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From Middle English sak (“bag, sackcloth”), from 古期英語 sacc (“sack, bag”) and sæcc (“sackcloth, sacking”); both from Proto-Germanic *sakkuz (“sack”), from Latin saccus (“large bag”), from Ancient Greek σάκκος (sákkos, “bag of coarse cloth”), from Semitic, possibly Phoenician. Cognate with Dutch zak, German Sack, Swedish säck, Hebrew שַׂק (śaq, “sack, sackcloth”), Aramaic סַקָּא, Classical Syriac ܣܩܐ, Ge'ez ሠቅ (śäḳ), Akkadian (saqqu), Egyptian sꜣgꜣ.
Černý and Forbes suggest the word was originally Egyptian, a nominal derivative of sꜣq (“to gather または put together”) that also yielded Coptic ⲥⲟⲕ (sok, “sackcloth”) and was borrowed into Greek perhaps by way of a Semitic intermediary. However, Vycichl and Hoch reject this idea, noting that such an originally Egyptian word would be expected to yield Hebrew *סַק rather than שַׂק. Instead, they posit that the Coptic and Greek words are both borrowed from Semitic, with the Coptic word perhaps developing via Egyptian sꜣgꜣ.
- “Pillage” senses from the use of sacks in carrying off plunder. From Middle French sac, shortened from the phrase mettre à sac (“put it in a bag”), a military command to pillage; also parallel meaning with Italian sacco (“plunder”), from Medieval Latin saccō (“pillage”). From Vulgar Latin saccare (“to plunder”), from saccus (“sack”). See also ransack. American football “tackle” sense from this “plunder, conquer” root.
- “Removal from employment” senses attested since 1825; the original formula was “to give (someone) the sack”, likely from the notion of a worker going off with his tools in a sack, or being given such a sack for his personal belongings as part of an expedient severance. Idiom exists earlier in French (on luy a donné son sac, 17c.) and Middle Dutch (iemand den zak geven). English verb in this sense recorded from 1841. Current verb, to sack (“to fire”) carries influence from the forceful nature of “plunder, tackle” verb senses.
- Slang meaning “bunk, bed” is attested since 1825, originally nautical, likely in reference to sleeping bags. The verb meaning “go to bed” is recorded from 1946.
- A bag; especially a large bag of strong, coarse material for storage and handling of various commodities, such as potatoes, coal, coffee; or, a bag with handles used at a supermarket, a grocery sack; or, a small bag for small items, a satchel.
- The amount a sack holds; also, an archaic or historical measure of varying capacity, depending on commodity type and according to local usage; an old English measure of weight, usually of wool, equal to 13 stone (182 pounds), or in other sources, 26 stone (364 pounds).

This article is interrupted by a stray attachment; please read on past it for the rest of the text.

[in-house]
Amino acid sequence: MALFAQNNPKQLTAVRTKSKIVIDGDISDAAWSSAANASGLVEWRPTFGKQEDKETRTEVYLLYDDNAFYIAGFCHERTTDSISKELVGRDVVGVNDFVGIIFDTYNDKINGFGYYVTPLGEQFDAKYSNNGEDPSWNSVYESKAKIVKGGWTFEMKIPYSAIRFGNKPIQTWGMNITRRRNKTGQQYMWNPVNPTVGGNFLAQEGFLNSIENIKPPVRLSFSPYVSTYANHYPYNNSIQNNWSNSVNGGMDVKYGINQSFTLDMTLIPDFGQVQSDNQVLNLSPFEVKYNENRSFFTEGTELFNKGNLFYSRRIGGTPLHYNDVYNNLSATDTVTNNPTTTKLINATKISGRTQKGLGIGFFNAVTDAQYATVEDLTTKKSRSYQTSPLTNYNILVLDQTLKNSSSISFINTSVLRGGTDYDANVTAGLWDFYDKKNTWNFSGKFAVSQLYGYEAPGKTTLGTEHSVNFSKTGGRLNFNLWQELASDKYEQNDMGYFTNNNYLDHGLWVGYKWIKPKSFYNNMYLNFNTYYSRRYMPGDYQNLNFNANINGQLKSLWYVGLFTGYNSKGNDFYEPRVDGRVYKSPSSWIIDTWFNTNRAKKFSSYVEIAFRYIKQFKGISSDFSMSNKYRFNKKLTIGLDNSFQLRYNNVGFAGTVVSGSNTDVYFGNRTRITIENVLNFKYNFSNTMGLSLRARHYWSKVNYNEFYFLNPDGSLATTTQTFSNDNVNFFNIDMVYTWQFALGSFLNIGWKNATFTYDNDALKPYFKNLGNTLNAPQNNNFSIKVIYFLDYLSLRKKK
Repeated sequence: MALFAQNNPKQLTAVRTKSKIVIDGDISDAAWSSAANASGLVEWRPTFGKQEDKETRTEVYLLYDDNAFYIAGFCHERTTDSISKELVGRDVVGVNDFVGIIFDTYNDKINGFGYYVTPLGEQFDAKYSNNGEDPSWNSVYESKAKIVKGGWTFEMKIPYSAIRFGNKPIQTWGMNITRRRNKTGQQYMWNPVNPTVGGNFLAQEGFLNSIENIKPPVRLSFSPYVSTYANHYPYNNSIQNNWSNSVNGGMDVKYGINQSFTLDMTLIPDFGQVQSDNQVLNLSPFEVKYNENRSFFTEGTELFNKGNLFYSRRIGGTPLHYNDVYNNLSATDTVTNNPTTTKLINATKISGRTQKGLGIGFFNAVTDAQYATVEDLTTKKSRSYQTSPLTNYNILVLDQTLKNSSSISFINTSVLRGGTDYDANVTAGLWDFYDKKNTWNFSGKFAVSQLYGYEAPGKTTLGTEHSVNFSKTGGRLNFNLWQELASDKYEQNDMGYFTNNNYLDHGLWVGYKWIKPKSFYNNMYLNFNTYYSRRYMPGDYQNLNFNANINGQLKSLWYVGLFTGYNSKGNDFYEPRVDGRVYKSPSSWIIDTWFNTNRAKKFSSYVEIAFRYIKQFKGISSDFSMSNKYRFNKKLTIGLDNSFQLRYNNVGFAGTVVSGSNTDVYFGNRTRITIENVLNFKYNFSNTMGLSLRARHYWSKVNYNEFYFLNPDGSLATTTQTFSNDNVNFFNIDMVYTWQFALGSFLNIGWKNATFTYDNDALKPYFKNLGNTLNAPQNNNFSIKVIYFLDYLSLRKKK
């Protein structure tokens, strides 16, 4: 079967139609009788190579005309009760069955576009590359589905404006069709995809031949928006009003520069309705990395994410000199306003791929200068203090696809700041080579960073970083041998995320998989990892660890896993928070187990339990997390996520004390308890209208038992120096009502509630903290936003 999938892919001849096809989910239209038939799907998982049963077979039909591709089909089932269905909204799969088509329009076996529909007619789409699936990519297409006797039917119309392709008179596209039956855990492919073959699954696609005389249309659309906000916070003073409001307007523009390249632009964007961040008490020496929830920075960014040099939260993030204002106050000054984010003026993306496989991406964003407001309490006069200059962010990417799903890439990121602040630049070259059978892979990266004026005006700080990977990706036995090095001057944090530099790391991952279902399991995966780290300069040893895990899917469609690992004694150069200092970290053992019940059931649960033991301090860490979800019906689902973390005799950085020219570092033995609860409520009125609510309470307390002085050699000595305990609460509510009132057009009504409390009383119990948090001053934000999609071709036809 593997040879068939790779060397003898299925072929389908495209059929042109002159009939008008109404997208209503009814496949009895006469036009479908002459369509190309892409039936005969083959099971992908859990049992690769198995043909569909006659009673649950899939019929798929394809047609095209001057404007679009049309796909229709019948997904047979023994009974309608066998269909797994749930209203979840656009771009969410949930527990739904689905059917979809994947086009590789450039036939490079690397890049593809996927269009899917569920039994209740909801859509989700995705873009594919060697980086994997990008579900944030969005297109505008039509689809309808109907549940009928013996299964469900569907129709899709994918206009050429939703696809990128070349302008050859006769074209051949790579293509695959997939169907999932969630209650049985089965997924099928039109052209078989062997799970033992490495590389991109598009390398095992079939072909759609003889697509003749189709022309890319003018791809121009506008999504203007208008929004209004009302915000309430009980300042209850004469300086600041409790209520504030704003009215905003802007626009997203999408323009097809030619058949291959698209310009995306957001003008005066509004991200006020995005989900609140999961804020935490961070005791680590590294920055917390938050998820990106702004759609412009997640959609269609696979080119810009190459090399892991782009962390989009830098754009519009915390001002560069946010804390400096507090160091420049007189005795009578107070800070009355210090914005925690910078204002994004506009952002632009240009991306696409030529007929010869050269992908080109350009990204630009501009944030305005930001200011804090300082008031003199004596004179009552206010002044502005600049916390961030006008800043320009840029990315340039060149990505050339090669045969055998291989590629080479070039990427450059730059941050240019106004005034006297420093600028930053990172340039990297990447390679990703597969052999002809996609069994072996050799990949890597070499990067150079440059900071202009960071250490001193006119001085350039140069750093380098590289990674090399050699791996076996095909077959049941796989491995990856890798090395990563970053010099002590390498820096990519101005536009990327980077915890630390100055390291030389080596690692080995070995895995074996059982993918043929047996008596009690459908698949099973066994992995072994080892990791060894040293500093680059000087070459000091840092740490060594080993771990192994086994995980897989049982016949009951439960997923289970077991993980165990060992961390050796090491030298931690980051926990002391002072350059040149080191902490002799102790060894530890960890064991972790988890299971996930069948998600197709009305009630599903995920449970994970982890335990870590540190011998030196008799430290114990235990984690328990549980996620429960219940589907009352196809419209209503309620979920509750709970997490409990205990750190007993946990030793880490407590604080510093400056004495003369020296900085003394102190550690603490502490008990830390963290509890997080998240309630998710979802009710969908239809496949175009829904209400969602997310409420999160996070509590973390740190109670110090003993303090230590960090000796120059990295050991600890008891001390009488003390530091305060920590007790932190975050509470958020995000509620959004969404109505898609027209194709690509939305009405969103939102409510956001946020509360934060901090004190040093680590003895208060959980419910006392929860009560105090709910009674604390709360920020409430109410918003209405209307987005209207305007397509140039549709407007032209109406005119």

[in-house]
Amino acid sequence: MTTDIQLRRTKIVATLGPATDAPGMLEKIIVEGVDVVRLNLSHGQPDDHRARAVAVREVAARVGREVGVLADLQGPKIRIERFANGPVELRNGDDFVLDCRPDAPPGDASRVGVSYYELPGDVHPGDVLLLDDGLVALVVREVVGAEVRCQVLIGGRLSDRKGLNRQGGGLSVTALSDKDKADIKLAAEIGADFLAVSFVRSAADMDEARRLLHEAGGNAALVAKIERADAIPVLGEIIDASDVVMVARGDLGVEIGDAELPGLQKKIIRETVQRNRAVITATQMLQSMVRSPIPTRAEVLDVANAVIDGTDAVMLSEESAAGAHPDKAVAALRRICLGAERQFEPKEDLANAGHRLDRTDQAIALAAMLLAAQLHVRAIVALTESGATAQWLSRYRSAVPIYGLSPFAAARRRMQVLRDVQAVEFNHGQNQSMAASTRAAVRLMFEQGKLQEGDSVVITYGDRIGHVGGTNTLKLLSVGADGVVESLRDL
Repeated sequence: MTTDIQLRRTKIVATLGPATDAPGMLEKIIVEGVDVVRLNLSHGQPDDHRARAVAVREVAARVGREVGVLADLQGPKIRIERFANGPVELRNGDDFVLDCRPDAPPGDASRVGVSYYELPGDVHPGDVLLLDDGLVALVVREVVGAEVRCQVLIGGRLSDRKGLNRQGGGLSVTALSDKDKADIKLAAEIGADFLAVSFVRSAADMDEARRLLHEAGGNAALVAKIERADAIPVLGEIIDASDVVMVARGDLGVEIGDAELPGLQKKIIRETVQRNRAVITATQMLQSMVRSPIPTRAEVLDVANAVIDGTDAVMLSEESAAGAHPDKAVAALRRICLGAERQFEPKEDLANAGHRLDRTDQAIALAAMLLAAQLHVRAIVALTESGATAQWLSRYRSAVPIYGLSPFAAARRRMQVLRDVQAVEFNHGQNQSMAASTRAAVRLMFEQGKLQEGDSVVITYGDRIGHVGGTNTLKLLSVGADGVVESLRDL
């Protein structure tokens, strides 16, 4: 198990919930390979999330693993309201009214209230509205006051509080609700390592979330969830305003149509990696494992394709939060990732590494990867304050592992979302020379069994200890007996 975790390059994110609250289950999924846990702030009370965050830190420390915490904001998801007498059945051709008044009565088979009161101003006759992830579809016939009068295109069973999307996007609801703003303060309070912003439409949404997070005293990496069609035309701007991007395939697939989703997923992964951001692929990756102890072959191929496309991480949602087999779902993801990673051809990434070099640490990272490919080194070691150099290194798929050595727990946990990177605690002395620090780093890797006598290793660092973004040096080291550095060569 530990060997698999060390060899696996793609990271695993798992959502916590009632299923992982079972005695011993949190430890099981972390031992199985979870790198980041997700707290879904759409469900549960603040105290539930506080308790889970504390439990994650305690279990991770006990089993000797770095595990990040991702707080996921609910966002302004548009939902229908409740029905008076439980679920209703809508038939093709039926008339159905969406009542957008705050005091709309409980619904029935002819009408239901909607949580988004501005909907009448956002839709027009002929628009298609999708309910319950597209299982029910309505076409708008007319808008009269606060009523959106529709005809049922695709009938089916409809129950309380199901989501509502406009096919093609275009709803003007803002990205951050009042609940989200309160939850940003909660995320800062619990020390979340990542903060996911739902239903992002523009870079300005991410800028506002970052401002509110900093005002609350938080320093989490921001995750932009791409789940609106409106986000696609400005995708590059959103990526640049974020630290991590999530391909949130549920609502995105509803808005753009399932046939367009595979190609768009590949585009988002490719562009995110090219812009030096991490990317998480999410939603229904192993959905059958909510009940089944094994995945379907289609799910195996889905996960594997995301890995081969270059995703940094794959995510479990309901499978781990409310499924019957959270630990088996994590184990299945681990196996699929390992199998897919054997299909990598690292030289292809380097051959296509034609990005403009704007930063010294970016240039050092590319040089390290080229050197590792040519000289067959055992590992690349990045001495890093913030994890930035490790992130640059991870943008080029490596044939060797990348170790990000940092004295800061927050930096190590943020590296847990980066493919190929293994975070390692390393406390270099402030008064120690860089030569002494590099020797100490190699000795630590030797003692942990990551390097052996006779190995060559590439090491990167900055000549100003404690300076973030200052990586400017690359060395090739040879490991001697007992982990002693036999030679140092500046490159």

- The American sack of salt is 215 pounds; the sack of wheat, two bushels. — McElrath.
- 1843, The Penny Cyclopaedia of the Society for the Diffusion of Useful Knowledge, Vol. 27, page 202
- (uncountable) The plunder and pillaging of a captured town or city.
- The sack of Rome.
- (uncountable) Loot or booty obtained by pillage.
- (米国用法 football) A successful tackle of the quarterback. See verb sense4 below.
- (baseball) One of the square bases anchored at first base, second base, or third base.
- (informal) Dismissal from employment, or discharge from a position, usually as give (someone) the sack or get the sack. See verb sense4 below.
- (colloquial, US) Bed; usually as hit the sack or in the sack. See also sack out.
- (dated) (also sacque) A kind of loose-fitting gown or dress with sleeves which hangs from the shoulders, such as a gown with a Watteau back or sack-back, fashionable in the late 17th to 18th century; or, formerly, a loose-fitting hip-length jacket, cloak or cape.
- (dated) A sack coat; a kind of coat worn by men, and extending from top to bottom without a cross seam.
- (vulgar, slang) The scrotum.
- (bag): bag, tote, poke (廃れた用法)
- (booty obtained by pillage): For semantic relationships of this sense, see booty in the Thesaurus.
- (くだけた用法: dismissal from employment): the axe, pink slip, the boot, the chop, the elbow, one's cards, the old heave-ho
- (口語: bed): hay, rack
- (卑語 スラング: scrotum): For semantic relationships of this sense, see scrotum in the Thesaurus.
- To put in a sack or sacks.
- To bear or carry in a sack upon the back or the shoulders.
- To plunder or pillage, especially after capture; to obtain spoils of war from.
- (米国用法 football) To tackle, usually to tackle the offensive quarterback behind the line of scrimmage before he is able to throw a pass.
- (informal) To discharge from a job or position; to fire.
- (colloquial) In the phrase sack out, to fall asleep. See also hit the sack.
- (plunder, pillage): loot, ransack
- (to remove someone from a job): can, dismiss, fire, lay off, let go, terminate, make redundant, give the axe, give the boot, give (someone) their cards, give the chop, give the elbow, give the old heave-ho, See also: Thesaurus:lay off
- (スラング: to hit in the groin): rack
- (dated) A variety of light-colored dry wine from Spain or the Canary Islands; also, any strong white wine from southern Europe; sherry.
- 1594, William Shakespeare, The Taming of the Shrew
- c. 1597, [William Shakespeare], The History of Henrie the Fovrth; […], quarto edition, London: Printed by P[eter] S[hort] for Andrew Wise, […], published 1598, OCLC 932916628:
- 1610, The Tempest, by Shakespeare, act 2 scene 2
- Forbes, Robert Jacobus (1955) Studies in Ancient Technology, vol. IV, p. 66
- Černý, Jaroslav (1976) Coptic Etymological Dictionary, Cambridge: Cambridge University Press, →ISBN, page 149
- Vycichl, Werner (1983) Dictionnaire Étymologique de la Langue Copte, Leuven: Peeters, →ISBN, page 186
- Hoch, James E. (1994) Semitic Words in Egyptian Texts of the New Kingdom and Third Intermediate Period, Princeton: Princeton University Press, →ISBN, page 269
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